A bread knife can also be used for leveling cake or slicing deli meats and cheese. The bread knife is a great pick if an ingredient needs a soft touch.
Butcher knives come in many shapes and sizes but share the same general purpose. They are larger, heftier knives that can handle the toughest ingredients in the kitchen – dense, raw meats and bones.
They are bigger than ordinary chef knives, and their blades are heavier, allowing the cook to use more pressure and power through meat, ligament, cartilage, and bone.
In the right hand, a butcher knife will quickly break down animals into smaller portions, ready to be cooked.
Traditional butcher knives
Traditional butcher knives can look pretty menacing, so it’s great that they are typically only found in butcher shops and restaurants.
They range between 6 to 14 inches and feature a curved cutting belly with a broad tip that ends into a very sharp point. The lengthy edge makes it easy for cooks to slice through meat in long motions instead of sawing away at it.
A good butcher knife can be used for portioning large cuts of meat, trimming excess fat, or skinning and deboning large animals.
A good rule of thumb is that if a cook is faced with a whole animal carcass, a butcher knife is what they’ll be looking for first.
Meat cleavers are heavy-duty tools with thick, rectangular blades, about 7 to 9 inches long. They are designed to sustain a lot of pressure from quick, powerful hits.
Far from suitable for the intricate tasks of fine dining, a meat cleaver is used for chopping meat and cutting through bone. Faced with a whole chicken, a cook will reach for the meat cleaver and finish its disassembly in record time. And they will probably have a lot of fun doing it, too.
This is probably why people started using it for various other tasks, such as chopping through dense vegetables like butternut and squash. Some cooks use it to crush garlic and ginger or even crack coconuts.
As the name suggests, a boning knife is the first pick for separating meat from the bone. Its blade is long and narrow, typically between 5 and 6 ½ inches, with a slightly curved tip ending in a sharp point.
It excels at breaking down poultry or larger pieces of meat into steaks. The fine point allows the cook to pierce through sinew and cartilage, while the long, straight blade makes it easy to slice meat in single strokes.
A boning knife doesn’t quite like labels, though. It does an equally great job at peeling and slicing fruit and vegetables or trimming cake.
Often misunderstood, fillet knives come in a broad range of sizes. Depending on the cook’s needs, they can be anywhere between 4 to 11 inches. When it comes to their design, they are very similar to boning knives. Their blade is long and narrow, the main difference being their flexibility.
A fillet knife’s blade is much more malleable, allowing for more intricate work. This is why these knives are best suited for cleaning, deboning, and filleting fish.
The flexible blades and sharp points allow cooks to work around the delicate meat of fish without damaging it.
We’d need a lot more time to compare boning and fillet knives properly, but you should know that they can’t be used interchangeably.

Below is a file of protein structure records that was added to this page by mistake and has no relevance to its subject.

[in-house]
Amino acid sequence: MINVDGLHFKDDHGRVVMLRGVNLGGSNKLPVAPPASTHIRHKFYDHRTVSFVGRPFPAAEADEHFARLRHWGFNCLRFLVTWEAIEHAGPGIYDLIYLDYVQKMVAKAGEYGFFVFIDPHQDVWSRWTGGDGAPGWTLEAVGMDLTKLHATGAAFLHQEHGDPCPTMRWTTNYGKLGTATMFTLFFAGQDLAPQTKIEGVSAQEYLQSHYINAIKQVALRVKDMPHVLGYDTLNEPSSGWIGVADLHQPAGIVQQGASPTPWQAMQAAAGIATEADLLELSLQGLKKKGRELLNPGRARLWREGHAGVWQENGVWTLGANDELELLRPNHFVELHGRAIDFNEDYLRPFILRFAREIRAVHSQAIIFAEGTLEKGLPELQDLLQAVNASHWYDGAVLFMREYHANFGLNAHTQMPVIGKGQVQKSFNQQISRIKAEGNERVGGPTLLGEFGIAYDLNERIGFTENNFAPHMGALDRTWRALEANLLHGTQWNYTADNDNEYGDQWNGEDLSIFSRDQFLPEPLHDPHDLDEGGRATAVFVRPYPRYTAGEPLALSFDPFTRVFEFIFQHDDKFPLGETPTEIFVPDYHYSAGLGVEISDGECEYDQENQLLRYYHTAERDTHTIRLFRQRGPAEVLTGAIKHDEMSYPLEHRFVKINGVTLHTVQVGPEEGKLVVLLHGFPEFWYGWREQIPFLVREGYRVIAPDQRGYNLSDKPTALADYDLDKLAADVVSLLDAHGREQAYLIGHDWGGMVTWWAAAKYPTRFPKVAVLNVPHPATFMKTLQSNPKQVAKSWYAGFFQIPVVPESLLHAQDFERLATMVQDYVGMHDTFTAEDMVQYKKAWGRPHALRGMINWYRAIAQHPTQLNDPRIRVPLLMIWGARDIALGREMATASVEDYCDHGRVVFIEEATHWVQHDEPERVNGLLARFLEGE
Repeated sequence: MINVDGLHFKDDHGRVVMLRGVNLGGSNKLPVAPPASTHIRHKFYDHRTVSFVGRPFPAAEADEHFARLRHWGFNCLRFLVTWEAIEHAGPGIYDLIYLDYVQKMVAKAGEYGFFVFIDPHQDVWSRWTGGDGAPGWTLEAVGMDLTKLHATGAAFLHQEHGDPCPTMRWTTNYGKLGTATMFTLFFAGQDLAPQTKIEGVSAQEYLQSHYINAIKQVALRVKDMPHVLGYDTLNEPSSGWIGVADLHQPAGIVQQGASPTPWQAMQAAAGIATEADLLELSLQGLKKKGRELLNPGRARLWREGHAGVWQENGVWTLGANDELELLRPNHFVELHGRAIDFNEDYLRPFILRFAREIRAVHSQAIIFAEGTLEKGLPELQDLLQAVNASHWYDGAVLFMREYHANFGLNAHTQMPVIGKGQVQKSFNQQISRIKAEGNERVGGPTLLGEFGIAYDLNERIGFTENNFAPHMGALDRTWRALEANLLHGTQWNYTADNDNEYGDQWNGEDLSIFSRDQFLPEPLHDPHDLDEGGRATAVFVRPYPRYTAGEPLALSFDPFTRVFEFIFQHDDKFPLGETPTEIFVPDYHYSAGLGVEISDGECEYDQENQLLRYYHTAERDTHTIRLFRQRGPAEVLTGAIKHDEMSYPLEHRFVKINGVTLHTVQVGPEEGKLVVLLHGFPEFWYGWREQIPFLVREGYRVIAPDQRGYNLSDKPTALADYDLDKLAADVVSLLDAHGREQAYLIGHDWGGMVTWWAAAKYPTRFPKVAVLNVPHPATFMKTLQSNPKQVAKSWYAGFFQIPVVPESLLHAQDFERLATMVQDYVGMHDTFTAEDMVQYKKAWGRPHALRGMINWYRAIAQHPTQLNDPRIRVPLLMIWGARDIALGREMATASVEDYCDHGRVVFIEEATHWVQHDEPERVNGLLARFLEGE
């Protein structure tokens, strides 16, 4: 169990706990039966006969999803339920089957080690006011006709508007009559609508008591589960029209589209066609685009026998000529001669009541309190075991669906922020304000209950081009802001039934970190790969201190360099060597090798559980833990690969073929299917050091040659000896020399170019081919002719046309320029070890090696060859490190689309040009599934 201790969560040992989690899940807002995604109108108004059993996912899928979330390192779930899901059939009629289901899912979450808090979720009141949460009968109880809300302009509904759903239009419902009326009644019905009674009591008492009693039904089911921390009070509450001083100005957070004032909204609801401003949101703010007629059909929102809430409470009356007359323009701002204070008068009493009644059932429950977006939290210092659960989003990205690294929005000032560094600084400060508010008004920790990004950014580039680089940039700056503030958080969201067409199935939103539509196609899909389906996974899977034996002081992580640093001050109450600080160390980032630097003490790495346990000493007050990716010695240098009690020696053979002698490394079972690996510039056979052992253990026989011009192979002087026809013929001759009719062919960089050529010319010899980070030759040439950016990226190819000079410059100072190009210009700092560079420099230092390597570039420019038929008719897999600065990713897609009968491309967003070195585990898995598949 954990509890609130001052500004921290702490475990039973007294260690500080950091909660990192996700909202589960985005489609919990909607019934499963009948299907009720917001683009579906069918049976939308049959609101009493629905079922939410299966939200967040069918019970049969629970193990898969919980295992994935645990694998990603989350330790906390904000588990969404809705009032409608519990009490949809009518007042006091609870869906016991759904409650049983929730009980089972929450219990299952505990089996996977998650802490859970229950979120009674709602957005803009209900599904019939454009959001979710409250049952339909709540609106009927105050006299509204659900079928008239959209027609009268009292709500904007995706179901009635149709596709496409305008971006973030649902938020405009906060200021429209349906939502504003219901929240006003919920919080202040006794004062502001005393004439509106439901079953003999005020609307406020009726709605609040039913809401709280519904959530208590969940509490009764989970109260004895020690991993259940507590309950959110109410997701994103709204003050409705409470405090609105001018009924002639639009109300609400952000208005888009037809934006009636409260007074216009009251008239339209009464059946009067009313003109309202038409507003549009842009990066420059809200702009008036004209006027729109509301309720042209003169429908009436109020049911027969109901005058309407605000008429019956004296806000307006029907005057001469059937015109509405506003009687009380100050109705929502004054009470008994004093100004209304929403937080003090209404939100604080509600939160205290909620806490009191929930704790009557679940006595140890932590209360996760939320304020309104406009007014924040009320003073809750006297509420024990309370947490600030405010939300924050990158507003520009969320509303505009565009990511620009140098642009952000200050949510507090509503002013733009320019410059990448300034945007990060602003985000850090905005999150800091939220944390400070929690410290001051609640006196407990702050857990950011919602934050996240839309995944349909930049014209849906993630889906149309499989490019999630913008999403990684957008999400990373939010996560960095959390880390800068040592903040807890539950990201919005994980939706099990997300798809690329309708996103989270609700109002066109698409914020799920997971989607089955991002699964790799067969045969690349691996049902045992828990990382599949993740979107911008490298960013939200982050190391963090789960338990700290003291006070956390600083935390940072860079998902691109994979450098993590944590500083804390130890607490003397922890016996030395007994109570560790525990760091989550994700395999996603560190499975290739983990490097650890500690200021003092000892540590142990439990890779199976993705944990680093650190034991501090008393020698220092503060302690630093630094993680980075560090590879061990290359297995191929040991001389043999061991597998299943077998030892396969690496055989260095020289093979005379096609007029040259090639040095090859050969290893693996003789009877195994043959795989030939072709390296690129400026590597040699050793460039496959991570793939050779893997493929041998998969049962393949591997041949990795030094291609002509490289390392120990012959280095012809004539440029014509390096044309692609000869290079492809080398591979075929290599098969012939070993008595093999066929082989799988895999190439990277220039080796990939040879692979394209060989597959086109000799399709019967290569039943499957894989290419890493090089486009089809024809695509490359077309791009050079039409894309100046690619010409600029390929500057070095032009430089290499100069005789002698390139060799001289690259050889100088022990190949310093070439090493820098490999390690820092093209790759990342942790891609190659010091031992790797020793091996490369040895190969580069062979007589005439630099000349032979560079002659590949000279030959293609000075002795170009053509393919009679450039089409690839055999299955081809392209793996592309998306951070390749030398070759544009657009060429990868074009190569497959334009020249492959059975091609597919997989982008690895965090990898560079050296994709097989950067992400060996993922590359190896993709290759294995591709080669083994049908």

A boning knife can be used for fish in a pinch, but it does not guarantee a perfectly aesthetic result. However, the flexible blade on a fillet knife makes it dangerous to use for most other purposes.
Family holidays are where a carving knife can shine. With a straight narrow blade that ends at a sharp point, this knife is specialized for carving roasts and poultry.
The blade length stands between 8 and 12 inches, allowing cooks to slice those perfect pieces of roast worthy of someone’s Instagram feed.
The knife’s rigid blade and thickness (3.5 to 4.5 mm) underpin even slicing but also lend themselves well for easier butchering jobs such as portioning poultry.
Due to its versatility, many compare the carving knife to the traditional chef’s knife. There’s some depth to this issue, but one of the key differences is the blade’s height. A chef’s knife is generally taller, which leads to food sticking to the blade.
Speaking of slicing food, there’s one specific knife that excels at this task. A slicing knife features a long, straight narrow blade, between 8 and 14 inches.
Many have a dull, rounded end, although pointed slicing knives can also be found easily. A key aspect of their design lies in the many indents across the blade’s length.
This feature prevents slices from sticking together, allowing for a cleaner result. Whenever presentation matters, a slicing knife will be appreciated.
It can be used for slicing and dicing vegetables and fruit for casseroles, salads, pies, or hams, roasts, and deli meats. On-the-go sandwiches or intricate charcuterie boards are perfect candidates for this tool.
If you’re not sure how it differs from a carving knife, you’ll find the full explanation in our comparison article.
Special kitchen knives
If you’ve been in the knife business for a while, we’ll spare you the story of King Louis XIV’s vendetta against the steak knife. And if you weren’t born a vegetarian, you’ve probably used one of those before.
A steak knife is a table knife used for slicing and dicing perfectly cooked meat into bite sizes. They have thin, stiff blades, typically serrated, and can’t be used for prepping jobs.